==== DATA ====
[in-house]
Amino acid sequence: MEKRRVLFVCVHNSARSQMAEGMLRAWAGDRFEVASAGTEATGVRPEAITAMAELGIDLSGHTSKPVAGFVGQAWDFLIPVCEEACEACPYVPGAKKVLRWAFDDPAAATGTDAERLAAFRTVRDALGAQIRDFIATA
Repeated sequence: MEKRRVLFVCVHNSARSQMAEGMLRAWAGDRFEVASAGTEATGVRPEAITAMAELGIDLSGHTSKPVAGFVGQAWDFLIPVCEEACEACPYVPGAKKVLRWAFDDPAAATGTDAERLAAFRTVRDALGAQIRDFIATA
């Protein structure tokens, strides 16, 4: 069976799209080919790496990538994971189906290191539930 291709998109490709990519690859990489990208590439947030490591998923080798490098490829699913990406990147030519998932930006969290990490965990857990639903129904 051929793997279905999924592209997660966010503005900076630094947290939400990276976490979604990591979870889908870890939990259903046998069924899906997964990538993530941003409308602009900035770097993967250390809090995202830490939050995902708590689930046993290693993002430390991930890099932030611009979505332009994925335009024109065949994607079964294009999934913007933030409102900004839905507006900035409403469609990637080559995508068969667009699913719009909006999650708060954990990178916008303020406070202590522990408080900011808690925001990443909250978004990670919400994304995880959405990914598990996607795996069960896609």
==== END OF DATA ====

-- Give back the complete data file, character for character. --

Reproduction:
[in-house]
Amino acid sequence: MEKRRVLFVCVHNSARSQMAEGMLRAWAGDRFEVASAGTEATGVRPEAITAMAELGIDLSGHTSKPVAGFVGQAWDFLIPVCEEACEACPYVPGAKKVLRWAFDDPAAATGTDAERLAAFRTVRDALGAQIRDFIATA
Repeated sequence: MEKRRVLFVCVHNSARSQMAEGMLRAWAGDRFEVASAGTEATGVRPEAITAMAELGIDLSGHTSKPVAGFVGQAWDFLIPVCEEACEACPYVPGAKKVLRWAFDDPAAATGTDAERLAAFRTVRDALGAQIRDFIATA
């Protein structure tokens, strides 16, 4: 069976799209080919790496990538994971189906290191539930 291709998109490709990519690859990489990208590439947030490591998923080798490098490829699913990406990147030519998932930006969290990490965990857990639903129904 051929793997279905999924592209997660966010503005900076630094947290939400990276976490979604990591979870889908870890939990259903046998069924899906997964990538993530941003409308602009900035770097993967250390809090995202830490939050995902708590689930046993290693993002430390991930890099932030611009979505332009994925335009024109065949994607079964294009999934913007933030409102900004839905507006900035409403469609990637080559995508068969667009699913719009909006999650708060954990990178916008303020406070202590522990408080900011808690925001990443909250978004990670919400994304995880959405990914598990996607795996069960896609």